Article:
Persona 3 Portable looks good on the PSP, though there are some noticeable losses in the conversion from the PS2. The models and such are somewhat lower resolution, obviously so in many respects, though when compared to other games on the PSP they look pretty good all around. The models also lack a lot of the animation of their PS2 counterparts, especially their faces, which basically are static texture maps, but, again, this is a small complaint. The game has also removed most standard overworld maps, replacing them with static images and hot points you can interact with by moving a cursor over them and pressing a button. While this greatly simplifies the act of interacting with the game world, it’s also visually basic in comparison to how the previous games in the series handled things. The cutscenes from the prior games, both animated and in-game, have also been removed, and have instead been replaced with talking head scenes, similar to how Social Link scenes worked in the prior games, only with no in-game graphics to accompany them. The visual changes made to the game were obviously made in the spirit of reducing the pressure put upon the disc space and system loading, and they’re interesting enough that they don’t hurt the game significantly, though fans of the console releases may come away disappointed. The audio, thankfully, is in no way hurt by the move to the PSP. The voice acting is as plentiful and as well done as ever, and additional voice acting has been added in, both to change some dialogue when dealing with the female main character and to add some dialogue to Social Links, similar to how Persona 4 would occasionally voice otherwise text-based scenes. The music is as fantastic as always, and some new tracks have been added to the game, mostly when playing as the female main character. The sound effects are pretty much fantastic all around as well, both in and out of battle, and while very little has been noticeably added to this section of the audio, what’s here works.

The gameplay of Persona 3 Portable, as with the two games it’s derived from and Persona 4, is pretty simple at its core, though once you scratch the surface all sorts of complexities come flying out. Most of your time will be divided between wandering around the city of Tatsumi Port Island (as I understand it), talking to the populace to glean information and upgrades, or hacking your way through monster-filled dungeons, earning money and experience points to upgrade your characters. Combat and navigation are a breeze, as you’d expect, and combat is purely turn-based, meaning if you’ve navigated a menu in your life, you’ll have no problem navigating the combat here. Combat itself works as most RPG fans would expect: you’re given a team of allies to fight alongside against teams of monsters, and each goes in order from first to last until everyone’s gone, which starts the turns over again. All of the standard elemental concepts most games have been doing forever are here as well, as each monster and character has different degrees of ability in fire, ice, wind, lightning, light, dark, and strikes that dictate their ability to resist these attacks (or take additional damage from them as the situation dictates), as well as different stats (Strength, Magic, Endurance, Agility, and Luck) which dictate the character’s base abilities to take and give damage. Again, none of this should be surprising to fans of the genre, and most folks should grasp all of this fairly quickly.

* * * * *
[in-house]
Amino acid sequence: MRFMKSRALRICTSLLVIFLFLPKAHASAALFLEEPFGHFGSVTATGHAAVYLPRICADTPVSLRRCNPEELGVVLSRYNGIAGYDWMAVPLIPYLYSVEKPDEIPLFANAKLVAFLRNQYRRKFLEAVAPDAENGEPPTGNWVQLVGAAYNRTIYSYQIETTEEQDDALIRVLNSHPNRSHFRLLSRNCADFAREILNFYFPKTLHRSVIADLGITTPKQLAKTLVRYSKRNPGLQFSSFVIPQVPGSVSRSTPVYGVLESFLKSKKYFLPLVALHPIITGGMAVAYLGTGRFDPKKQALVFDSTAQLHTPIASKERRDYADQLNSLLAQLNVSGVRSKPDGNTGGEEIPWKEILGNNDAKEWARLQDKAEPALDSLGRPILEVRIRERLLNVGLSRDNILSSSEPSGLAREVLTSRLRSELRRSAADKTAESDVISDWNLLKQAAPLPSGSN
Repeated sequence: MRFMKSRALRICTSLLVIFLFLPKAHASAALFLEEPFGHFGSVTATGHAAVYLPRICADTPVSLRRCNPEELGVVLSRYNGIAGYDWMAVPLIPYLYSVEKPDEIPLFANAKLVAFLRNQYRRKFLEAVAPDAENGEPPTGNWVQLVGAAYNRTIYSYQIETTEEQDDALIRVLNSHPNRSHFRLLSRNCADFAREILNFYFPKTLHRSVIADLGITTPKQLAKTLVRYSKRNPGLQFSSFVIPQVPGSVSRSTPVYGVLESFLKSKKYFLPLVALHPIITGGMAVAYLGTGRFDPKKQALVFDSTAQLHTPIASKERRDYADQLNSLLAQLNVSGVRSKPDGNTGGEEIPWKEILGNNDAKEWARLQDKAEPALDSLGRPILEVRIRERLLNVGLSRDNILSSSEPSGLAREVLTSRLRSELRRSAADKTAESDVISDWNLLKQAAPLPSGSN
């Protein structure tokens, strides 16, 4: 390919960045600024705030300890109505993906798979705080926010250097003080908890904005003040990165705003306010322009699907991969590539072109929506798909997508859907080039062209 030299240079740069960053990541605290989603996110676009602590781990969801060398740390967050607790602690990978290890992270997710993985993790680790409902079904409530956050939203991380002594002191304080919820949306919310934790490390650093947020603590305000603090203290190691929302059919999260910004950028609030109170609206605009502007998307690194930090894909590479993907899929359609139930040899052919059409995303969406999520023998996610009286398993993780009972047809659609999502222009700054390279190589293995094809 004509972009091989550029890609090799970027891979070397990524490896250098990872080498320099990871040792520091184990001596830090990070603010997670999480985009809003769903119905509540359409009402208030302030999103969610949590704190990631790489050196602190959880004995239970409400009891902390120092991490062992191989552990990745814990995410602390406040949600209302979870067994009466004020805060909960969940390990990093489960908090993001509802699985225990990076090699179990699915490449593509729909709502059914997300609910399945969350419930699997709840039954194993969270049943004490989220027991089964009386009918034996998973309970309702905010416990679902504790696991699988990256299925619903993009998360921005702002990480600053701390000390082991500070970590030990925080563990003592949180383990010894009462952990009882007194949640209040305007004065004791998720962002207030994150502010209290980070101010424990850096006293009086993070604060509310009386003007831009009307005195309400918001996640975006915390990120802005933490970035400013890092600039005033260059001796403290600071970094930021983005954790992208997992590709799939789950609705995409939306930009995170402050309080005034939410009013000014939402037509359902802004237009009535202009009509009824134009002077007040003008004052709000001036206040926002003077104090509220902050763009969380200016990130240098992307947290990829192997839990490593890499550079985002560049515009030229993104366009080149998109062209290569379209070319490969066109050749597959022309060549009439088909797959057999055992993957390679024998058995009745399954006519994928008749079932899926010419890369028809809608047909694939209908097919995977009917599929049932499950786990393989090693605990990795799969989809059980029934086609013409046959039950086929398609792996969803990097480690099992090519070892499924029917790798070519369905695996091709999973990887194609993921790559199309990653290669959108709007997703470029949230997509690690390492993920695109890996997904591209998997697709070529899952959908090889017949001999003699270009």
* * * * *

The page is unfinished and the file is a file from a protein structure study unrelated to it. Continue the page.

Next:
Where the game begins to come into its own is with the actual Personas themselves. Your characters all come equipped with Personas when they join your team, each with its own specific abilities and elemental resistances/weaknesses, making them vauable/useless as the situation dictates. Your main character is not hampered by such restrictions, however, as he can summon any Persona you can fuse, allowing you to be the party Swiss Army Leader, changing your functionality as needed in the heat of battle. This allows you to not only change up your tactics as needed, but also allows you to plan ahead for whatever boss encounters you might face. Your allies will see their Personas level up as they do, which keeps things uniform as far as they’re concerned, but your Personas level up at a much slower rate, meaning a Persona that was impressive five levels ago is now lagging behind. That’s where the Velvet Room comes in. The Velvet Room is essentially a Persona science lab of sorts, as it allows you to fuse your Personas together to make brand new models as needed. This is where you’ll end up getting most of your Personas from, as fused Personas are also more powerful than those you acquire otherwise. Fusing Personas is a tricky endeavor at first, as you have to take into account the levels of the Personas being fused as well as their Arcanum Sign (think of this as their ‘type’, more or less) in order to have an idea of what the resulting Persona will be. There’s also the consideration of HOW you would fuse them together, as you’re offered a few different options (some build basic Personas, while others are meant for special Personas that can only be built a certain way), thus allowing you all sorts of interesting ways to create the ultimate internal killing machine. Your allies are more or less attached to the Personas they earn when they first come into their own, which is done for storyline purposes (these Persona are supposed to be the embodiment of their “true self”, while your character really doesn’t have a “true” self, since, well, he’s you), however, meaning that you have to also pay attention to who you select for battle before you go out into the Shadow Realm; exploiting enemy weaknesses allows for extra turns, added damage, and the ability to dog-pile on the enemy for massive damage, but enemies can exploit your weaknesses all the same, so it helps to pay attention to what you need to stay alive in battle.